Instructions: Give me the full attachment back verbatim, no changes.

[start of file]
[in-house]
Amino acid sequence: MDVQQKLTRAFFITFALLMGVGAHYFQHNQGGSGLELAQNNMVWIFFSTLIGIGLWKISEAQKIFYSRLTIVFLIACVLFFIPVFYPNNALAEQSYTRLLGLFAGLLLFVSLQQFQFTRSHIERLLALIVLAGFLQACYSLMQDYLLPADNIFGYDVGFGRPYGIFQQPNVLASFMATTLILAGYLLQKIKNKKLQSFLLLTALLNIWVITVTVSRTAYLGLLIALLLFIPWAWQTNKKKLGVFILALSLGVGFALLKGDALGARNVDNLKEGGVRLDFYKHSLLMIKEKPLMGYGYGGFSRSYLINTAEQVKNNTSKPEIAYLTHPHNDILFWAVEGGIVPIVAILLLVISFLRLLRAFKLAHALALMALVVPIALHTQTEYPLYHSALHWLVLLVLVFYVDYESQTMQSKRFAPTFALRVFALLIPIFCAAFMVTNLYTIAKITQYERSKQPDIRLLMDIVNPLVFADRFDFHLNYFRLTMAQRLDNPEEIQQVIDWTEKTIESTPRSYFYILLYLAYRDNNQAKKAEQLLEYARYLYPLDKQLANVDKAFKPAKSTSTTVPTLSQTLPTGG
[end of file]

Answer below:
[in-house]
Amino acid sequence: MDVQQKLTRAFFITFALLMGVGAHYFQHNQGGSGLELAQNNMVWIFFSTLIGIGLWKISEAQKIFYSRLTIVFLIACVLFFIPVFYPNNALAEQSYTRLLGLFAGLLLFVSLQQFQFTRSHIERLLALIVLAGFLQACYSLMQDYLLPADNIFGYDVGFGRPYGIFQQPNVLASFMATTLILAGYLLQKIKNKKLQSFLLLTALLNIWVITVTVSRTAYLGLLIALLLFIPWAWQTNKKKLGVFILALSLGVGFALLKGDALGARNVDNLKEGGVRLDFYKHSLLMIKEKPLMGYGYGGFSRSYLINTAEQVKNNTSKPEIAYLTHPHNDILFWAVEGGIVPIVAILLLVISFLRLLRAFKLAHALALMALVVPIALHTQTEYPLYHSALHWLVLLVLVFYVDYESQTMQSKRFAPTFALRVFALLIPIFCAAFMVTNLYTIAKITQYERSKQPDIRLLMDIVNPLVFADRFDFHLNYFRLTMAQRLDNPEEIQQVIDWTEKTIESTPRSYFYILLYLAYRDNNQAKKAEQLLEYARYLYPLDKQLANVDKAFKPAKSTSTTVPTLSQTLPTGG